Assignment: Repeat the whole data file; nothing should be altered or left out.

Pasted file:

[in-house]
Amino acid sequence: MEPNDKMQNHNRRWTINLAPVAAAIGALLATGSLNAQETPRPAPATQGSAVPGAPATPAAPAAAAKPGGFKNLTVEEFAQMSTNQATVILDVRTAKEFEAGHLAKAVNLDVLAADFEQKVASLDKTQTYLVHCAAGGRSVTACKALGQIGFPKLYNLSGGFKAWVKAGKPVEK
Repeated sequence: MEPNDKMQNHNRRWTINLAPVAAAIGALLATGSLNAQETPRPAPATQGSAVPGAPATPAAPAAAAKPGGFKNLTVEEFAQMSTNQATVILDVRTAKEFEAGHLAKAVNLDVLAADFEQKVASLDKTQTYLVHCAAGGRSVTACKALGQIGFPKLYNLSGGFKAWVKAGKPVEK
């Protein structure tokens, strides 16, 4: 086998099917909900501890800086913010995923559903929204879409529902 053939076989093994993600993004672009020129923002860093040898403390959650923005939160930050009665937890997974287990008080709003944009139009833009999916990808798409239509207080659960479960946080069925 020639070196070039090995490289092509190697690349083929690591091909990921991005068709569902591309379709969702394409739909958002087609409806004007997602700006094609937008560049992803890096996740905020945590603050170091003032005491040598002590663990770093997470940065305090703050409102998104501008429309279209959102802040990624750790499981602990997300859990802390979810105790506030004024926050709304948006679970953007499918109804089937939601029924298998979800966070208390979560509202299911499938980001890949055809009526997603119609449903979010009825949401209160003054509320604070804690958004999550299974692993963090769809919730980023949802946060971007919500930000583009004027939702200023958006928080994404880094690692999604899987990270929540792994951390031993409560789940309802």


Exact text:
[in-house]
Amino acid sequence: MEPNDKMQNHNRRWTINLAPVAAAIGALLATGSLNAQETPRPAPATQGSAVPGAPATPAAPAAAAKPGGFKNLTVEEFAQMSTNQATVILDVRTAKEFEAGHLAKAVNLDVLAADFEQKVASLDKTQTYLVHCAAGGRSVTACKALGQIGFPKLYNLSGGFKAWVKAGKPVEK
Repeated sequence: MEPNDKMQNHNRRWTINLAPVAAAIGALLATGSLNAQETPRPAPATQGSAVPGAPATPAAPAAAAKPGGFKNLTVEEFAQMSTNQATVILDVRTAKEFEAGHLAKAVNLDVLAADFEQKVASLDKTQTYLVHCAAGGRSVTACKALGQIGFPKLYNLSGGFKAWVKAGKPVEK
């Protein structure tokens, strides 16, 4: 086998099917909900501890800086913010995923559903929204879409529902 053939076989093994993600993004672009020129923002860093040898403390959650923005939160930050009665937890997974287990008080709003944009139009833009999916990808798409239509207080659960479960946080069925 020639070196070039090995490289092509190697690349083929690591091909990921991005068709569902591309379709969702394409739909958002087609409806004007997602700006094609937008560049992803890096996740905020945590603050170091003032005491040598002590663990770093997470940065305090703050409102998104501008429309279209959102802040990624750790499981602990997300859990802390979810105790506030004024926050709304948006679970953007499918109804089937939601029924298998979800966070208390979560509202299911499938980001890949055809009526997603119609449903979010009825949401209160003054509320604070804690958004999550299974692993963090769809919730980023949802946060971007919500930000583009004027939702200023958006928080994404880094690692999604899987990270929540792994951390031993409560789940309802």